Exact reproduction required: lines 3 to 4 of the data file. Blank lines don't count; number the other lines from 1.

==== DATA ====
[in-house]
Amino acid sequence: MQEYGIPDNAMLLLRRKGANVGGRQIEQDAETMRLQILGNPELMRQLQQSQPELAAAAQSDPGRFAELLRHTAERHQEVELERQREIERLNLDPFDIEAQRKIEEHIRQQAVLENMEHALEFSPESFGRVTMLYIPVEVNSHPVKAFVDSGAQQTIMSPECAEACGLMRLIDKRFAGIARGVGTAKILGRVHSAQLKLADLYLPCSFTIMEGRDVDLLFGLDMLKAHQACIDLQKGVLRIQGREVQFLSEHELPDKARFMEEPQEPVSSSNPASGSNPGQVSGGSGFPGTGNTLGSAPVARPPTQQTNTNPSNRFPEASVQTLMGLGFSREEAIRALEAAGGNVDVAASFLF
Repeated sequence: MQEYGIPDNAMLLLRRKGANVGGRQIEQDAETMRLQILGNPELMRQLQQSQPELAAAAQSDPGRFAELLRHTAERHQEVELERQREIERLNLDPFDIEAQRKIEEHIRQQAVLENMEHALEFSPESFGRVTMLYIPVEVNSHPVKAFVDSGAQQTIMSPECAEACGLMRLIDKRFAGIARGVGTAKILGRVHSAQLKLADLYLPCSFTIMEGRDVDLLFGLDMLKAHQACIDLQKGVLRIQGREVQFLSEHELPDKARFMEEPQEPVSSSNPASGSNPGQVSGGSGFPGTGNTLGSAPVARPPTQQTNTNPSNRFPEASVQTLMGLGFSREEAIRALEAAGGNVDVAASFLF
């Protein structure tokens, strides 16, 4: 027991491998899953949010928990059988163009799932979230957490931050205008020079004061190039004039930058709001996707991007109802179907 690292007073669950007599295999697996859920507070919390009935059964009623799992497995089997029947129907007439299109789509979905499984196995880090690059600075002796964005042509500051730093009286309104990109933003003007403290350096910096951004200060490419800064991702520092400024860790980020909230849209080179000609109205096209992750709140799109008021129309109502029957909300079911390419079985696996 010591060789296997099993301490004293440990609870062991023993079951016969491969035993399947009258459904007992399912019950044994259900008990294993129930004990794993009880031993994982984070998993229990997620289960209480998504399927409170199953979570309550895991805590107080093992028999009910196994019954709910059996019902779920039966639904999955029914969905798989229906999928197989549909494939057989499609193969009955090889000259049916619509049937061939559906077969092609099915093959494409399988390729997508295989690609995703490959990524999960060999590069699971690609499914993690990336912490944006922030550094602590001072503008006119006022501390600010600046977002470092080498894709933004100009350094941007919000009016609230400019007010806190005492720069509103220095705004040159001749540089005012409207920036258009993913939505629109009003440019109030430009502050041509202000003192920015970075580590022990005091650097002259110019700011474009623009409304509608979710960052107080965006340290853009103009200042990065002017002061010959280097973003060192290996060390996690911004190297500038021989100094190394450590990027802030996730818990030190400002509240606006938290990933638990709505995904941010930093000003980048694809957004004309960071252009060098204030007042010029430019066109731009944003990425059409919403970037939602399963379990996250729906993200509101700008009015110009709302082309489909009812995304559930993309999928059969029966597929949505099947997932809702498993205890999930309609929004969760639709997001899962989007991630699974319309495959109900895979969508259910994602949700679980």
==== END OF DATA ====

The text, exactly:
Repeated sequence: MQEYGIPDNAMLLLRRKGANVGGRQIEQDAETMRLQILGNPELMRQLQQSQPELAAAAQSDPGRFAELLRHTAERHQEVELERQREIERLNLDPFDIEAQRKIEEHIRQQAVLENMEHALEFSPESFGRVTMLYIPVEVNSHPVKAFVDSGAQQTIMSPECAEACGLMRLIDKRFAGIARGVGTAKILGRVHSAQLKLADLYLPCSFTIMEGRDVDLLFGLDMLKAHQACIDLQKGVLRIQGREVQFLSEHELPDKARFMEEPQEPVSSSNPASGSNPGQVSGGSGFPGTGNTLGSAPVARPPTQQTNTNPSNRFPEASVQTLMGLGFSREEAIRALEAAGGNVDVAASFLF
């Protein structure tokens, strides 16, 4: 027991491998899953949010928990059988163009799932979230957490931050205008020079004061190039004039930058709001996707991007109802179907 690292007073669950007599295999697996859920507070919390009935059964009623799992497995089997029947129907007439299109789509979905499984196995880090690059600075002796964005042509500051730093009286309104990109933003003007403290350096910096951004200060490419800064991702520092400024860790980020909230849209080179000609109205096209992750709140799109008021129309109502029957909300079911390419079985696996 010591060789296997099993301490004293440990609870062991023993079951016969491969035993399947009258459904007992399912019950044994259900008990294993129930004990794993009880031993994982984070998993229990997620289960209480998504399927409170199953979570309550895991805590107080093992028999009910196994019954709910059996019902779920039966639904999955029914969905798989229906999928197989549909494939057989499609193969009955090889000259049916619509049937061939559906077969092609099915093959494409399988390729997508295989690609995703490959990524999960060999590069699971690609499914993690990336912490944006922030550094602590001072503008006119006022501390600010600046977002470092080498894709933004100009350094941007919000009016609230400019007010806190005492720069509103220095705004040159001749540089005012409207920036258009993913939505629109009003440019109030430009502050041509202000003192920015970075580590022990005091650097002259110019700011474009623009409304509608979710960052107080965006340290853009103009200042990065002017002061010959280097973003060192290996060390996690911004190297500038021989100094190394450590990027802030996730818990030190400002509240606006938290990933638990709505995904941010930093000003980048694809957004004309960071252009060098204030007042010029430019066109731009944003990425059409919403970037939602399963379990996250729906993200509101700008009015110009709302082309489909009812995304559930993309999928059969029966597929949505099947997932809702498993205890999930309609929004969760639709997001899962989007991630699974319309495959109900895979969508259910994602949700679980």